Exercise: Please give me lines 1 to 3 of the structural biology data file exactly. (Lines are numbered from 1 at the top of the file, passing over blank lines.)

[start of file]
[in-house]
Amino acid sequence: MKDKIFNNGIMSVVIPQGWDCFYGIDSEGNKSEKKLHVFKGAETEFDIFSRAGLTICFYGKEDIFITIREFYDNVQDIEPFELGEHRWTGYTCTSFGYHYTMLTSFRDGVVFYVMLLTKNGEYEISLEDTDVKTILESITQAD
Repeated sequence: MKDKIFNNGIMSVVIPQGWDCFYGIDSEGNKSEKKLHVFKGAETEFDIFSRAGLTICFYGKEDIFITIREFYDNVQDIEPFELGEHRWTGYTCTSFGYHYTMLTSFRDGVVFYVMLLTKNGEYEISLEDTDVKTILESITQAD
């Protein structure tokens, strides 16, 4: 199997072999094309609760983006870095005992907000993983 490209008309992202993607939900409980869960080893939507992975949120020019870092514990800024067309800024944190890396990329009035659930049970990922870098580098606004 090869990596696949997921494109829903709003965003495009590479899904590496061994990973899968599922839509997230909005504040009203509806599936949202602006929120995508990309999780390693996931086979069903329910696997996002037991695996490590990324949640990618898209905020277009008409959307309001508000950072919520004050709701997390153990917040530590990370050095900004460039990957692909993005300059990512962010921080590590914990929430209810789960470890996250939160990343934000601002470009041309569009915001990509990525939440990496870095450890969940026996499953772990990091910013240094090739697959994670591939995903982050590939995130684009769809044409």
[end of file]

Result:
[in-house]
Amino acid sequence: MKDKIFNNGIMSVVIPQGWDCFYGIDSEGNKSEKKLHVFKGAETEFDIFSRAGLTICFYGKEDIFITIREFYDNVQDIEPFELGEHRWTGYTCTSFGYHYTMLTSFRDGVVFYVMLLTKNGEYEISLEDTDVKTILESITQAD
Repeated sequence: MKDKIFNNGIMSVVIPQGWDCFYGIDSEGNKSEKKLHVFKGAETEFDIFSRAGLTICFYGKEDIFITIREFYDNVQDIEPFELGEHRWTGYTCTSFGYHYTMLTSFRDGVVFYVMLLTKNGEYEISLEDTDVKTILESITQAD